Marriage is tough, even in the best of circumstances. Can I hear an amen?
They say practice makes perfect. Well, after forty-plus years of marriage—practicing both the good, the bad, and even the ugly—I’ve learned a few truths. I’ve discovered attitudes and behaviors that can cause you to make it or break it and how to avoid the inevitable pitfalls—or at least many of them.
When we practice the good, we can hit our relationship over the fence and out of the park to win the game. But too many times, we practice the bad stuff more than the good and find ourselves sitting on the bench with our arms crossed and a scowl on our face, when we should be out there helping the team win. After all, it’s our team.
If it’s true that everyone has a dark side, it will probably show up soon after you say “I do.” A lot of jokes have been written about you know the honeymoon’s over when … You fill in the blank. Reality sets in, and suddenly your new spouse is not the angelic creature or chivalrous gentleman you thought you had landed.
Tastes, habits, and expectations differ, but we must choose how to deal with the differences. We can accept them and realize nobody’s perfect, or we can spend a lifetime filled with frustration.
Marriage vows say “for better or worse,” but we expect only the better and want to run for the hills when situations become worse. We could say, “When the going gets tough, the tough get going,” but where are they going? Too many times the where is home to Mama or on to divorce court.
In this modern age of throwaway relationships, a commitment that stands the proverbial test of time and weathers all the thunderstorms and icy blizzards of life should be celebrated. I certainly celebrate my forty-plus years of marriage, and I feel a deep sense of gratitude and humility when thinking of how long Charlie and I have been married. But the relationship we have today came with a price: compromise, change, and a lot of hard work on both parts.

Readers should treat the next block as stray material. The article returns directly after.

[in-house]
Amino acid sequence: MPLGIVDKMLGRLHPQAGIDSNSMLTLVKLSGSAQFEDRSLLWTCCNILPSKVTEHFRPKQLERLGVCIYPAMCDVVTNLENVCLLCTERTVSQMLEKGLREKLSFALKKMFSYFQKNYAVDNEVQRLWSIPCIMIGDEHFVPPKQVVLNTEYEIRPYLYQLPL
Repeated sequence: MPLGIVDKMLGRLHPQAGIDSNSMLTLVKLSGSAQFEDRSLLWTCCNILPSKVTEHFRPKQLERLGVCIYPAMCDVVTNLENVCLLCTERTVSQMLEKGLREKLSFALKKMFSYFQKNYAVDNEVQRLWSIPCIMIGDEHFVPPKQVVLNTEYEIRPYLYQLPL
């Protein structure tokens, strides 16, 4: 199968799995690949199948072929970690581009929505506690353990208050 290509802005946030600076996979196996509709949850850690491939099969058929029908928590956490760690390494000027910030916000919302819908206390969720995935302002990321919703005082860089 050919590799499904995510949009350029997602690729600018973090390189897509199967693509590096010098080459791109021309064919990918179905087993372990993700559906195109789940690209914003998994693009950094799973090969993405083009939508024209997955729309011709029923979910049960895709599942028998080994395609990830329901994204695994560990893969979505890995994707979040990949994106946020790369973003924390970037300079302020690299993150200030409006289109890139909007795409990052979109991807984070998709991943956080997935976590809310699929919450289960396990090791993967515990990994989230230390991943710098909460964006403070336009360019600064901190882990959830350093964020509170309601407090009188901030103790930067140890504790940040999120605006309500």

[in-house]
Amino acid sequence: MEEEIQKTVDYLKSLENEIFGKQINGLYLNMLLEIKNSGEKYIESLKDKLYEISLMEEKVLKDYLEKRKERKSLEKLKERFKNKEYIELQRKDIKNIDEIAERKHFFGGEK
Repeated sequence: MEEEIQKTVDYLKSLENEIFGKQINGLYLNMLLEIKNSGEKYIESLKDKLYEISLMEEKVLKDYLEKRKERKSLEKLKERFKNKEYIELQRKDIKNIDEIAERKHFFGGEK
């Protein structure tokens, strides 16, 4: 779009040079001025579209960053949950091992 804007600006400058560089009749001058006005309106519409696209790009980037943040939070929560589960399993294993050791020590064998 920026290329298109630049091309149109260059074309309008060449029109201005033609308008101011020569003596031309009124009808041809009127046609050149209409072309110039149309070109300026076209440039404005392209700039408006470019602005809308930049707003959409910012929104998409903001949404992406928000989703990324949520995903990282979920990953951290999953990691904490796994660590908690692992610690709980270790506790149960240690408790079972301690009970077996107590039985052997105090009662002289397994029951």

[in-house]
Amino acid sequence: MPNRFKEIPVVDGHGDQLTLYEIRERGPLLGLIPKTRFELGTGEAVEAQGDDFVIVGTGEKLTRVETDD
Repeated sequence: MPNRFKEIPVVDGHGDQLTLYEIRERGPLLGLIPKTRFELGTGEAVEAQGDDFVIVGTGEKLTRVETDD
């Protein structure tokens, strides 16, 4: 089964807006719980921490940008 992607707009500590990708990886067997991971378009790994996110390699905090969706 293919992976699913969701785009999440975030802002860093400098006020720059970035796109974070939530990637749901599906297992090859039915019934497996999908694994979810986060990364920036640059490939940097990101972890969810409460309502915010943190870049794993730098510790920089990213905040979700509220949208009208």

No matter how strong your marriage, or how fragile, prayer will be the essential ingredient for a healthy, thriving relationship that honors God and brings the fulfillment He intended. Without Him as the center of your union and His Word as ultimate and final authority, you’ll never experience the blessings He promises to a husband and wife who are fully and wholly submitted to Him.
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What’s one thing that can make your marriage stronger?
by Andrea Merrell
Andrea Merrell is an author, freelance editor, workshop leader, and writing mentor with a passion to encourage other writers and help them sharpen their skills. She is Associate Editor for Christian Devotions Ministries and Lighthouse Publishing of the Carolinas. Andrea has been published online and in numerous anthologies. She is the author of Murder of a Manuscript: Writing and Editing Tips to Keep Your Book Out of the Editorial Graveyard, The Gift and Praying for the Prodigal. For more information or to contact her, visit www.andreamerrell.com or www.thewriteediting.com.